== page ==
Amit Chandra heads Bain Capital in India and is a Managing Director in the Financial and Business Services Vertical and a member of the Asia Pacific Private Equity team and a part of its leadership group. Before joining Bain Capital Private Equity, he spent most of his professional career at DSP Merrill Lynch, a leading Investment Bank in India. He retired from DSP Merrill Lynch in 2007 as a Board Member & Managing Director.
Amit is also a committed Philanthropist. He and his wife Archana (CEO - Jai Vakeel Foundation and Research Centre) aim to donate 90% of their wealth to social causes. He has moved to a part-time model in Bain Capital where he devotes 50% of his time to Bain Capital and the remaining 50% to Social Impact and related topics.
In our conversation, Amit spoke about his formative years and his early career choices including the decision to come back to India after an MBA in the US and join Investment Banking. He spoke at length about how he was able to have a successful career in Investment Banking despite his style running counter to the prevalent “wining and dining” culture in Banking. He spoke about how he thought about the transition from Banking to Private Equity and related that to his life goals and how they had evolved over time. He spoke about how he has cultivated an apprenticeship culture at Bain Capital. Finally, he spent talking about how he has been strategic about spending his time and money towards social impact related topics.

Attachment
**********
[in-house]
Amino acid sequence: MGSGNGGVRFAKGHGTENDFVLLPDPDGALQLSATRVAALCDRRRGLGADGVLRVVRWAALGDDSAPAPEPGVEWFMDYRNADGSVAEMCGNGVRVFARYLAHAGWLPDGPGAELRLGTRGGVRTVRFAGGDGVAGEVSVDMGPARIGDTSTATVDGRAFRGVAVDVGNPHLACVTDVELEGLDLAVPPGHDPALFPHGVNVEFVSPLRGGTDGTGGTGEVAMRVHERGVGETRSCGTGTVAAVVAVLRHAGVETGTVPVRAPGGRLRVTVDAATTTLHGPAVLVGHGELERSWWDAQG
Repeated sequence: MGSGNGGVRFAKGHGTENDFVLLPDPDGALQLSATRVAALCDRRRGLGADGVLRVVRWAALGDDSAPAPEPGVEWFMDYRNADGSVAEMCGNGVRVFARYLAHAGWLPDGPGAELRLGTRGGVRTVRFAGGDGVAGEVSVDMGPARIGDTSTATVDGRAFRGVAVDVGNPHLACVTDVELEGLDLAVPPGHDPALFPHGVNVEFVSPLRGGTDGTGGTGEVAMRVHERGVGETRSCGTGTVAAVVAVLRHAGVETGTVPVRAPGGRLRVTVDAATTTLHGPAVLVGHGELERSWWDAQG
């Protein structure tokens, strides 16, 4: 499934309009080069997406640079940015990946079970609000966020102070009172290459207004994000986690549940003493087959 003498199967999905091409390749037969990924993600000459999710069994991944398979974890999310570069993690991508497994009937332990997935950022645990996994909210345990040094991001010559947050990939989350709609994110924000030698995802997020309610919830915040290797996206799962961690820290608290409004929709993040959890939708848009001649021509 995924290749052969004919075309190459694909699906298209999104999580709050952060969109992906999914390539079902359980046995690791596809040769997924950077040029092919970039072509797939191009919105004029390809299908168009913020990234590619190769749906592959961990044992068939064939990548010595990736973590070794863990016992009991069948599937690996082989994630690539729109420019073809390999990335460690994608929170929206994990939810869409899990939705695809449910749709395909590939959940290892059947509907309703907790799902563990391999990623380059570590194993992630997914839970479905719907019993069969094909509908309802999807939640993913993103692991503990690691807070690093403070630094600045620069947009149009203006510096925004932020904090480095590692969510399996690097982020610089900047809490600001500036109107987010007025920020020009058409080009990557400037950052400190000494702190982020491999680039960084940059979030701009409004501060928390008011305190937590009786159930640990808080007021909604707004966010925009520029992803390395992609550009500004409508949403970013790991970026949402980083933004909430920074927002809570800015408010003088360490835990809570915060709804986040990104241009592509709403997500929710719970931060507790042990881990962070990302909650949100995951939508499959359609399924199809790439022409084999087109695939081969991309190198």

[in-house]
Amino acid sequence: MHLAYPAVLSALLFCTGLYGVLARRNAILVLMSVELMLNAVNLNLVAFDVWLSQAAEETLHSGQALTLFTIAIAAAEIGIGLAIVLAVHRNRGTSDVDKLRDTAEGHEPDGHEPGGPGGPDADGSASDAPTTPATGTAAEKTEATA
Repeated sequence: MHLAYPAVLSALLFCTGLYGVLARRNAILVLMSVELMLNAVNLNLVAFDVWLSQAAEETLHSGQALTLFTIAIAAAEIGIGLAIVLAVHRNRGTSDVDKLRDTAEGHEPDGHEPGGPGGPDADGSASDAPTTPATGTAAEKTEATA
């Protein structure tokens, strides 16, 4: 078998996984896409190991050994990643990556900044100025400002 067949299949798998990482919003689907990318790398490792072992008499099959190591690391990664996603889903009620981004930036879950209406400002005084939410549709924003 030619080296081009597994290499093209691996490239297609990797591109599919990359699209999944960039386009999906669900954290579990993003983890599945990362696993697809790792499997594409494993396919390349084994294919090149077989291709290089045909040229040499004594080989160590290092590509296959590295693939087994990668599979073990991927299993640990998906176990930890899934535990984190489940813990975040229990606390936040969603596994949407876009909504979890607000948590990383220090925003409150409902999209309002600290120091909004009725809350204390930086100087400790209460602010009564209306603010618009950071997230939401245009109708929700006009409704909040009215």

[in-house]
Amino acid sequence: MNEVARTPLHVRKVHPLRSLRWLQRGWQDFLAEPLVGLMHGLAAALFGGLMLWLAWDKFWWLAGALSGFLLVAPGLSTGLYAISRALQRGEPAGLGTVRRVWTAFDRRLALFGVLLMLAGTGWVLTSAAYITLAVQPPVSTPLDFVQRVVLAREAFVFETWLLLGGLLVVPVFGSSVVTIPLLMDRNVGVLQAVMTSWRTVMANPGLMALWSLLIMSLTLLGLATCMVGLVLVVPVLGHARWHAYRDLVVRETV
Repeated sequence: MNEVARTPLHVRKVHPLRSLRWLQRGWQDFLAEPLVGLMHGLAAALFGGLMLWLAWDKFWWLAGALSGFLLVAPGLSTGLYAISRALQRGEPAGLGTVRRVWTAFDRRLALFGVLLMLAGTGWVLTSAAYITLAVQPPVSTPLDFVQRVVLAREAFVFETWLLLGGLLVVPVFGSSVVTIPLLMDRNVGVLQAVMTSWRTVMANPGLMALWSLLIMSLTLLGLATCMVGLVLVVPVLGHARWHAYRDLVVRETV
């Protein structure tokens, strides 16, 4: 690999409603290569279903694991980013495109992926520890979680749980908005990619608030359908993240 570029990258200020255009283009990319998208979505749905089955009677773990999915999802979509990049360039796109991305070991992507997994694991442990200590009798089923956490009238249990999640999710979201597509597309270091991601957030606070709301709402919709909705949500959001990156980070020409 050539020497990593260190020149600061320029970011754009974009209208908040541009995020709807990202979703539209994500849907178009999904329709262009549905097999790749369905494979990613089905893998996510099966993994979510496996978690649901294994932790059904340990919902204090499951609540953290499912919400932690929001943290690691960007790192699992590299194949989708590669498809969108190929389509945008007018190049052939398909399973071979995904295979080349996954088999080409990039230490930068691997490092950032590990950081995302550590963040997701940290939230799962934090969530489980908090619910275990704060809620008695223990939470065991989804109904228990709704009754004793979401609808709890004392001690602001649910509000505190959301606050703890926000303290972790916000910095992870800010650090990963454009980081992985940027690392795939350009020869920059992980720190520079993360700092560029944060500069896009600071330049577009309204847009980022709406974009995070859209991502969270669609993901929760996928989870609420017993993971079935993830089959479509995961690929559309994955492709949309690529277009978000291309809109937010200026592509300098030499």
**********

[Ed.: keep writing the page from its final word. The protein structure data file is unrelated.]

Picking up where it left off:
Published in April 2018.
Amit talks about how his parents have influenced his attitudes towards giving and his parenting style. He talks about how he and his siblings were encouraged to be grounded and contribute with their capabilities (not just money) to help the needy. He also talks about his parenting style where he emphasizes nudging and role-modelling than prescribing and lecturing.
Amit talks about how he thought about pursuing an MBA in the US. He also goes on to talk about the considerations he had when he decided to come back to India immediately after his MBA. He also talks about how he thought about Banking as a career option picked Investment Banking as a career path (as against Trading despite his strengths in quant related topics)
Amit reflects on the common misconceptions people have when they get into Banking. Amit talks about how he made the decision to join DSP Merrill Lynch despite it being the job with the lowest pay and title. He also talks about how he leveraged his style of building deep authentic relationships with clients to grow over time. He also talks about the role of early bosses and brutal developmental feedback coupled with mentorship from Hemendra Kothari which have played a key role in his growth as a Banker.
Amit talks about how he has benefited from mentors along the way starting from Hemendra Kothari at DSP Merrill Lynch. He also goes on to talk about how mentors need not be from within the company and how clients could sometimes be great mentors. He talks about how the circle of mentors (which includes KV Kamath, Kalpana Morparia and KM Birla) has evolved organically over time than him going out in an explicit, conscious way to build a group of mentors around him.